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I was not able to FTP access to my website on my college's network. (The college has a cyberoam-firewalled newtork). It would fail at point when directory listing would show up othewise. I later found out the college blocks the FTP ports by default. I went to the IT guys and asked them to unblock FTP ports (21 and 22) to my website. They denied it reasoning doing that might raise security concerns.

So, is there really any risk to the network if it allows FTP access to third party websites? Can a newtwork be compromised remotely via FTP? Are there any loopholes?

  • Sorry but this question appears to be off-topic because it is about security and about a internet connection not within your own control. Also, security related questions are best of asked on security.stackexchange.com but ensure you read their rules and faq before posting to avoid further disappointment. – Simon Hayter Oct 22 '14 at 21:21
  • It was my 'webmaster' part having this question. Didn't realize until now that it leads to security. Plus I didn't know Stackexchange had Security Q&A site. @bybe Maybe you can have it moved to security.stackexchange.com. – Dilip Raj Baral Oct 22 '14 at 23:37
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Its likely that they do not want to spend the time considering all of the possible security issues, so your request was denied. Network Admins are under a lot of pressure to maintain a secure network against unknown threats.

You should look into using a server or service that allows you to connect in via port 80 or 443, but will then forward your traffic to 21, 22.

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FTP is an ugly protocol because it uses dynamic ports, which either needs a wide open firewall or specific configuration within the FTP clients. Also it sends login information in clear by default and the encrypted version FTPS produces even more problems with firewalls. These things together make firewall admins hate the protocol and they better deny requests to allow it for security reasons.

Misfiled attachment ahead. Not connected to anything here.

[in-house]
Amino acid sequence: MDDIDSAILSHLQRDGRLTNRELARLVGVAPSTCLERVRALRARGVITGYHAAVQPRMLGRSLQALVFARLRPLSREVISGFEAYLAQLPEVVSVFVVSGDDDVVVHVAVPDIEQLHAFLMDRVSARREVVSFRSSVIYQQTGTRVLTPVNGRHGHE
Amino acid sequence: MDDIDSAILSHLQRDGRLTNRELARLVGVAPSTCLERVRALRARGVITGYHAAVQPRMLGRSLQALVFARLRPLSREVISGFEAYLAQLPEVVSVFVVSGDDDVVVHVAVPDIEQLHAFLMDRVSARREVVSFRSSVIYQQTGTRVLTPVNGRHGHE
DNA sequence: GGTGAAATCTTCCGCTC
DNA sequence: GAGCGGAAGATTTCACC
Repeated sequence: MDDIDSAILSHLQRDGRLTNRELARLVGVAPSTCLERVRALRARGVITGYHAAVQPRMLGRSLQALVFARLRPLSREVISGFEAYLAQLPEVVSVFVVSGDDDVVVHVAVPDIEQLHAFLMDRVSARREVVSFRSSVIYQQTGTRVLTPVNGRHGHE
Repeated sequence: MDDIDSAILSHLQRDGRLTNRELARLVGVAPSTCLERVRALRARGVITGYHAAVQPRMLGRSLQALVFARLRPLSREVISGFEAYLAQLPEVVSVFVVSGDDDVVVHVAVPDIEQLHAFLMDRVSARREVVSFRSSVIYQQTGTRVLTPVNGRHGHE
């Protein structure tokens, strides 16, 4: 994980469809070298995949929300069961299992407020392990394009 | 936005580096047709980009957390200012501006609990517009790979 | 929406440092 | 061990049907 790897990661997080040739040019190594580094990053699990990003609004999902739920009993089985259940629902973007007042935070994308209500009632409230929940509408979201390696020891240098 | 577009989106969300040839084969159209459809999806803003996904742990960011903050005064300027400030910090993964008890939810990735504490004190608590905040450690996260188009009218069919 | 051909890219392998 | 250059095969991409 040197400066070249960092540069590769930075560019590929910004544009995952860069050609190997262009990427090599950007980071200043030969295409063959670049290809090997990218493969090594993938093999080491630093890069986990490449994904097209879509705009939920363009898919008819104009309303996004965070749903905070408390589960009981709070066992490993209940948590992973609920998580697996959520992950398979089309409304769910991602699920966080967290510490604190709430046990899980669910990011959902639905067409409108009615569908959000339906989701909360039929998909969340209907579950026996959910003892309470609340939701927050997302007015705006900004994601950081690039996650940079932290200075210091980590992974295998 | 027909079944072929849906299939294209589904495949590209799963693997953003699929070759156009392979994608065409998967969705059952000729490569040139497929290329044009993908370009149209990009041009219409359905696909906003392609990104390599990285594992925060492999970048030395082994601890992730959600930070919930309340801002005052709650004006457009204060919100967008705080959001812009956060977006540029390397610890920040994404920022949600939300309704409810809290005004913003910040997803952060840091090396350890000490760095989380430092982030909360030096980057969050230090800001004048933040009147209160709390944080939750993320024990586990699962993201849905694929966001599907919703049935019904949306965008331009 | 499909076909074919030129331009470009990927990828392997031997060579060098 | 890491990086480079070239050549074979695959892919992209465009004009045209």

Apart from that you request for port 21,22 was wrong: While port 21 is the FTP control connection port 22 is for SSH and has nothing to do with FTP. But there is SFTP which is a file transfer on top of SSH, which is totally different from FTPS which is FTP with SSL enabled.

But, port 21 is not enough to get FTP through. With FTP active mode you also must allow any connections from the servers port 20 back to the client and with FTP passive mode you must allow connections from any ports on the client to any ports on the server. The firewall might have a FTP proxy or helper to work around this and to get more restrictive policies but the usage is limited and it usually does not work with FTPS so that passwords are transferred in plain text.

Maybe you get from this description why the FTP protocol is considered insecure and hated by firewall administrators. I would suggest that you move instead to SSH/SFTP (needs only port 22) or that you use WebDAV (works with default HTTP/HTTPS ports).

BTW, if you have security questions you might get better answers at security.stackexchange.com.

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    Good comprehensive answer here. Sorry the question got closed, questions here are required to be about a website under the control of the OP. (Coincidentally enough, was just using IO::Socket::SSL prior to reading this, great work on that). – dan Oct 22 '14 at 21:28
  • Everybody gets an uptick! FTP from a security perspective can be extremely dangerous. It is one of the two most abused protocols on the planet setting aside web applications. – closetnoc Oct 22 '14 at 23:03
  • @steffen-ullrich If my login credentials are exposed anyhow during the FTP transaction, that should be my problem as the webmaster, right? I was trying to know if there could be actually any harm to the network I'm making FTP requests from? – Dilip Raj Baral Oct 22 '14 at 23:41
  • Like I said - the firewall needs to be wide open. Do you want more harm? – Steffen Ullrich Oct 23 '14 at 4:40

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